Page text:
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Network Reporters and Sunday Hosts Rue Increased Deficit from Tax Compromise, As If Not Hiking Taxes is a 'Cost'

Nearly 80 percent of the $858 billion "cost" of the compromise tax bill signed Friday by President Barack Obama is, per a Congressional Research Service estimate, from the $675 billion over the next ten years the government would have received if income tax rates were raised, a perspective widely adopted by network reporters and hosts who assumed just keeping rates at their current levels should be counted as a "cost" to the national debt and annual deficits.

"The $858 billion price tag for this bill will be added to the already $14 trillion national debt," ABC's Jake Tapper concluded Friday night, "meaning we, our children and our children's children will likely be on the hook for the law that was passed today."

The Sunday interview shows echoed Tapper's spin. On CBS's Face the Nation, Bob Schieffer lamented how the tax bill "is going to just add to the deficit." David Gregory, interviewing Vice President Biden on Meet the Press, bemoaned how the tax compromise will "add a trillion dollars to the deficit." Later in the program, MSNBC's Joe Scarborough also exaggerated the $858 billion to $1 trillion as he declared: "It straps us with another trillion dollars worth of debt."

Over on the roundtable on ABC's This Week, Chrystia Freeland, global editor-at-large for Thomson-Reuters, expressed the core of the media hostility to the compromise - it didn't raise income tax rates. Deriding the "Santa Claus deal. It's really easy to cut everybody's taxes and then have more money for poor people," Freeland yearned:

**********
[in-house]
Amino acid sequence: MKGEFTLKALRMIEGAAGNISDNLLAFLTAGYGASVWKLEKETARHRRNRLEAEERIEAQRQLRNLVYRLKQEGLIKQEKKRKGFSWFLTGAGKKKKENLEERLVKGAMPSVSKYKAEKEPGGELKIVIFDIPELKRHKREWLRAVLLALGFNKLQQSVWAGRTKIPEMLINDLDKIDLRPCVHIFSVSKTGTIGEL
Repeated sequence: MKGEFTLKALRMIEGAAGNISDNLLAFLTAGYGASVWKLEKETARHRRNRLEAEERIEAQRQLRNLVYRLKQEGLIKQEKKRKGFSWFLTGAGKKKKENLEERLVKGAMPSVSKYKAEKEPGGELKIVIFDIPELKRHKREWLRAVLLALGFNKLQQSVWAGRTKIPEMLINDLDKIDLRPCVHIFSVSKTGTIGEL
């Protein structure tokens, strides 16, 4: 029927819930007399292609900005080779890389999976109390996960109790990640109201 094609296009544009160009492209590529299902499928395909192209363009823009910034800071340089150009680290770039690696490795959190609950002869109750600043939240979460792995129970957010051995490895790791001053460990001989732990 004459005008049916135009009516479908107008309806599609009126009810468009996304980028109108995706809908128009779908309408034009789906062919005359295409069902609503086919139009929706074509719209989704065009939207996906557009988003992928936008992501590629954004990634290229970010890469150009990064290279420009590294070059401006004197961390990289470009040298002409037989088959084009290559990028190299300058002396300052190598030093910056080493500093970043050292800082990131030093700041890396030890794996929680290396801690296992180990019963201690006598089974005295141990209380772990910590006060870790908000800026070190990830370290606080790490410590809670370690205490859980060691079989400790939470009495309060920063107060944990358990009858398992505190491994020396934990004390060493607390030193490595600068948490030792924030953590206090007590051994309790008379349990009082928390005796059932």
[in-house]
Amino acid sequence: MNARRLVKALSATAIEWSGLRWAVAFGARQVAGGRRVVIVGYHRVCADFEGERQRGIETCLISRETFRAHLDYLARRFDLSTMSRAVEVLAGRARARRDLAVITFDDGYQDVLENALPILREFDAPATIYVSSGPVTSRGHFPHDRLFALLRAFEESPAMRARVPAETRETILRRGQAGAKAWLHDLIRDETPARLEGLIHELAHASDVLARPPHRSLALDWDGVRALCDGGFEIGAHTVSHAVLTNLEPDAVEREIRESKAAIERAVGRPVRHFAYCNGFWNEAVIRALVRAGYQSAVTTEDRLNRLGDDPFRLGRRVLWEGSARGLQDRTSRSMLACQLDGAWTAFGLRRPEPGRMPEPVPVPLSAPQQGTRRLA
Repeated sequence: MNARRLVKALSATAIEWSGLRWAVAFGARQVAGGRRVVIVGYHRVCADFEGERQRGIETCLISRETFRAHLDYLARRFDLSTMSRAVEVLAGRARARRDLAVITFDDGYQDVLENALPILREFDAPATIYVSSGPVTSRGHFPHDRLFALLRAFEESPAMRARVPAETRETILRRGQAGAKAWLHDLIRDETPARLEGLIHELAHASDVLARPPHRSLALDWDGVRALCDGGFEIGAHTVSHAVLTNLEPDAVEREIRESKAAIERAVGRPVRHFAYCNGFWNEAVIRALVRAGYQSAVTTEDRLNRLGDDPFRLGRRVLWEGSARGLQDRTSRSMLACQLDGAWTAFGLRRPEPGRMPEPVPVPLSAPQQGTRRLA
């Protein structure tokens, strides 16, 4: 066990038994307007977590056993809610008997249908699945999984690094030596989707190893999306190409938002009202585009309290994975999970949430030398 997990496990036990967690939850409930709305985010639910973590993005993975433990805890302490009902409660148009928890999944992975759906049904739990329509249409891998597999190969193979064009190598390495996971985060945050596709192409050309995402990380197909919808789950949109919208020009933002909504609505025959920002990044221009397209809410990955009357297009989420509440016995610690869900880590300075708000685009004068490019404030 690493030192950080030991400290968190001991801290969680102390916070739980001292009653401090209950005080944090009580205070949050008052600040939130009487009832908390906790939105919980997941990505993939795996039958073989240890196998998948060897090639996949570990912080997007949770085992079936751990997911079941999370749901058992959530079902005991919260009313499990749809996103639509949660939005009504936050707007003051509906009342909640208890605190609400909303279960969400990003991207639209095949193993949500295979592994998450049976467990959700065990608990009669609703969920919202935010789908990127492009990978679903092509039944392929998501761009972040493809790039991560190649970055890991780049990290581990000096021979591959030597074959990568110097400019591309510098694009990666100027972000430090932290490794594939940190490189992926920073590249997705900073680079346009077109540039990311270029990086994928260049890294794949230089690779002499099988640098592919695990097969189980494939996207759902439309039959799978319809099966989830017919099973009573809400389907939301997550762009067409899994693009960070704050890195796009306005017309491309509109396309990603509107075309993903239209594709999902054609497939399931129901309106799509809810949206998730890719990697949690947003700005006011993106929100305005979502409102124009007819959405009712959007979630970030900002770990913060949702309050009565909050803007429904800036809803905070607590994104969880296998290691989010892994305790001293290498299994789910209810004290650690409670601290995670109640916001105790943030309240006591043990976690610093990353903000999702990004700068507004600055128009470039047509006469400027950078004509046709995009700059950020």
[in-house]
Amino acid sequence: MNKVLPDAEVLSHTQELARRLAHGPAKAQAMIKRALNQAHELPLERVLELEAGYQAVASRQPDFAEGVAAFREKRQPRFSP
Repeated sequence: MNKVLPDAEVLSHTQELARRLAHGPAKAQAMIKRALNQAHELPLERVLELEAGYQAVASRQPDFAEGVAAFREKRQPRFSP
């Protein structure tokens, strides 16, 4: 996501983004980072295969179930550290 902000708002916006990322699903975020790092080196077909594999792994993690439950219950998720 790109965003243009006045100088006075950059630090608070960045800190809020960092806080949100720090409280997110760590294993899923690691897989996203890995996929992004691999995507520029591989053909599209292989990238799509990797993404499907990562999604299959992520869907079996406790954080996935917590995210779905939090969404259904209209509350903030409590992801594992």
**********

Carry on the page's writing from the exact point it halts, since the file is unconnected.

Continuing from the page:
Seriously attacking the deficit is going to mean looking forward to also increasing taxes. Someone's gotta pay them.

From Sunday, December 19:

Bob Schieffer, on Face the Nation, to Republican Senator Lindsey Graham and Democratic Senator Amy Klobuchar:

Both sides agree that we're facing this fiscal abyss here, and yet you did have this bi-partisan tax bill pass that is going to just add to the deficit. So how do you justify that?

From Meet the Press:

David Gregory to Vice President Joe Biden: "Can you be thought as being serious of cutting the deficit when, within 80 hours of announcing the deficit commission's proposals, this administration agrees to add a trillion dollars to the deficit?"

Joe Scarborough: "There was nothing tough about this bill. In fact, it's frightening. It straps us with another trillion dollars worth of debt."

Andrea Mitchell: "Basically, they have so raised the level from which you're eventually going to have to cut. To say that we're going to get serious about deficit cutting in the future is really silly at this point."

Jake Tapper concluded his story on Friday's (December 17) World News, in which he noted the two percentage rate cut in the payroll tax and how "wealthy individuals like the President - he made $5.5 million in 2008, mostly from brook sales - will keep more of their money" as "the President will keep almost $300,000 because of the law" while "for the unemployed, it's a more modest benefit - $270 a week," by telling anchor Diane Sawyer:

And, Diane, none of this takes into consideration that the $858 billion price tag for this bill will be added to the already $14 trillion national debt, meaning we, our children and our children's children will likely be on the hook for the law that was passed today.

- Brent Baker is Vice President for Research and Publications at the Media Research Center. Click here to follow him on Twitter.